Sunday 10 June 2012

Tuppenny lace (for non lace makers)

As several people have asked how to make the simplest lace attached to Elizabeth Isham’s letter to her father, here are my instructions based on the assumption that you know nothing about lace making. Apologies to those who do know how to make lace.

First thing to say is that most early bobbin lace (does not apply to needlemade lace) is not made with a ground as modern lace tends to be. If you go to learn lace – assuming you are British rather than European -  you will probably start with torchon, then learn Beds (Bedfordshire), Bucks (Buckinghamshire) and last (because it requires a different type of bobbin) Honiton. This is how I learnt about 30 years ago. I gave up when the children were little and developed a disconcerting habit of turning my pillow upside down.
Starting point

The tuppenny lace requires four pairs of bobbins. Two pairs for the footside – the side you attach to fabric – and two pairs of workers that weave through. This photo hopefully not to blurred, shows ready for a pattern repeat. Before I started writing this I thought how hard can it be. Now I think this is something you learn by “sitting next to Nellie”.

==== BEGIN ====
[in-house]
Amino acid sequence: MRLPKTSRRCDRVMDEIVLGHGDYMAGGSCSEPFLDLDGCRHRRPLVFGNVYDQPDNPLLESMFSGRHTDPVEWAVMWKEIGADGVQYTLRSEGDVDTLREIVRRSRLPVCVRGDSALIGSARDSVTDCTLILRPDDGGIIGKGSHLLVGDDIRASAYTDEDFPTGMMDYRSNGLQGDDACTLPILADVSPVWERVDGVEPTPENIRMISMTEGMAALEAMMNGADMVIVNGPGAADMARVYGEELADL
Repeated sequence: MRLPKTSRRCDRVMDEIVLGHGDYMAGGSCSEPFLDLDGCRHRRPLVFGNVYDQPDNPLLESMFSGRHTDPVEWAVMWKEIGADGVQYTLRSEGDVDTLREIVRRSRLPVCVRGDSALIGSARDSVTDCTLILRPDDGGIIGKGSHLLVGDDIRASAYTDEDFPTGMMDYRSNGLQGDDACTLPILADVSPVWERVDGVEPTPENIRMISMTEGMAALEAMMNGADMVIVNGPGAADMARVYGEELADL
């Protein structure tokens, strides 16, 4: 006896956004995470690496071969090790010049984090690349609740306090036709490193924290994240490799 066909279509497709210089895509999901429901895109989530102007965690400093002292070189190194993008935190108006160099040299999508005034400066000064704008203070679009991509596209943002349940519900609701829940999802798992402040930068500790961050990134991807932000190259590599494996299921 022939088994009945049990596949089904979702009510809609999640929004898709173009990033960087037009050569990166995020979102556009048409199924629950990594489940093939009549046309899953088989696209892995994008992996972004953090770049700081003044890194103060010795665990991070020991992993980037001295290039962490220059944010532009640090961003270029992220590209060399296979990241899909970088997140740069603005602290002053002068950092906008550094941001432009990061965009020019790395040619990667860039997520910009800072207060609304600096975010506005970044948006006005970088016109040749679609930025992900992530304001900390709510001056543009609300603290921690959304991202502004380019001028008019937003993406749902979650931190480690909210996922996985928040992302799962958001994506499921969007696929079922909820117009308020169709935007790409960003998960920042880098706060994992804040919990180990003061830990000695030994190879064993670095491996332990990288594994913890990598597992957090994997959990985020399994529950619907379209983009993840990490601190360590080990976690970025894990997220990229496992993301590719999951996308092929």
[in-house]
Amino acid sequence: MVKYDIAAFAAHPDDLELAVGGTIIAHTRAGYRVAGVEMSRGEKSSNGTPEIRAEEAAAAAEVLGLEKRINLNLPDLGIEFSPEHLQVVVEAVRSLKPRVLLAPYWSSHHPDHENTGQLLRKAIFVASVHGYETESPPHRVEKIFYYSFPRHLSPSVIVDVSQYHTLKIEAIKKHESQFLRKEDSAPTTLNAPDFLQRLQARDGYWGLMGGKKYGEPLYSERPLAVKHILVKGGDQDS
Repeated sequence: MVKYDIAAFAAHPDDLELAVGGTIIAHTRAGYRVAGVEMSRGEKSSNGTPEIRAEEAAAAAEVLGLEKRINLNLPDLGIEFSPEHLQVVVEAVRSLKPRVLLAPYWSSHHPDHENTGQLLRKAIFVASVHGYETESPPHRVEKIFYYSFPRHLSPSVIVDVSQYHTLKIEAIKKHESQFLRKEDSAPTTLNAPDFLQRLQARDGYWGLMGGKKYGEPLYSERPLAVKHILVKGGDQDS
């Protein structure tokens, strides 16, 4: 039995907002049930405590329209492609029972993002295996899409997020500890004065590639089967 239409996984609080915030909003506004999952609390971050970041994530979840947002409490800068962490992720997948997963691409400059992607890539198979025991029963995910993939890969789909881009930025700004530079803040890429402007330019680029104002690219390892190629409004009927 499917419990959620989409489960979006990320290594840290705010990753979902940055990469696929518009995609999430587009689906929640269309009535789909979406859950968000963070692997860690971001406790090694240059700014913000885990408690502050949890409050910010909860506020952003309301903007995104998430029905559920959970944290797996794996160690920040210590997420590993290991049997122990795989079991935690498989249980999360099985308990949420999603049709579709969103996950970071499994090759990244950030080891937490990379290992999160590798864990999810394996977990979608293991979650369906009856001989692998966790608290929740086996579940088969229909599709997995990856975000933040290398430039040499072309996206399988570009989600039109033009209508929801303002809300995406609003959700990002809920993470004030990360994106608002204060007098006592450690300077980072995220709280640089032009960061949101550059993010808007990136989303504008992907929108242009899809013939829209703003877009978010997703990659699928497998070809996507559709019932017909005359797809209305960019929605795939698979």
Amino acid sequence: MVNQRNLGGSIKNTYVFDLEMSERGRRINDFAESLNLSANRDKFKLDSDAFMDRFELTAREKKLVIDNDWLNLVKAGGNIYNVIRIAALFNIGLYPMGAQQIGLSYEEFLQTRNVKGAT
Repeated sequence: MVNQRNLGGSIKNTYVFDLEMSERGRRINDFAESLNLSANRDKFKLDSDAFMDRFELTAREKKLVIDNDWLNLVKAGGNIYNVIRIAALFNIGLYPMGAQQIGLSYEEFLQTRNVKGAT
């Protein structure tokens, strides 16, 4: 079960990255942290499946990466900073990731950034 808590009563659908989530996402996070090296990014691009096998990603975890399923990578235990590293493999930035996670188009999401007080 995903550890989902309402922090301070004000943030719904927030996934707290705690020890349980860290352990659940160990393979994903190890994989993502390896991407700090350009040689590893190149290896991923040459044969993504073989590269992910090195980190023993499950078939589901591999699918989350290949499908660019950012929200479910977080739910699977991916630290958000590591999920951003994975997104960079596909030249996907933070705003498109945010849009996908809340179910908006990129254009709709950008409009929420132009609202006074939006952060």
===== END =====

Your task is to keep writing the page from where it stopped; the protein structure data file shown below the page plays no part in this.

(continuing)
Adding the first twists

Close over the pin with a whole stitch, that is weave the worker pair through the footside pair, this is not lace terminology but it is aimed at people who don’t know. Put in two twists, that is for each pair put the right hand bobbin over the left hand bobbin twice. Put two twists in the inner footside pair, then whole stitch (weave) the worker pair through the inner footside pair, and put in a pin. Bring in the second worker pair. With the two worker pairs work a three half stitch plait. Put up a pin, close round the pin. Put in two twists. With the right hand thread make a picot. Put in two twists. Put up a pin. With the two worker pairs work a three half stitch plait. Put up a pin. Whole stitch one pair of workers through the inner footside. Put up a pin. Put in two twists. Whole stitch the pair of workers through the outer footside. You are back where you started.
Whole stitch

Half stitch
The photographs of stitches I have taken from my 1931 copy of Margaret Maidment’s A manual of handmade bobbin lace work.  I afraid I am not very good with a camera, so everything is blurry. 

Half stitch plait

Suzanne wedding bouquet of lace
The best piece of lacemaking I was ever involved with was my tutor's wedding bouquet. This is entirely made of lace. It won the John Bull trophy, everyone Suzanne taught was involved, and she carried it on her wedding day. I made a few stephanotis leaves.

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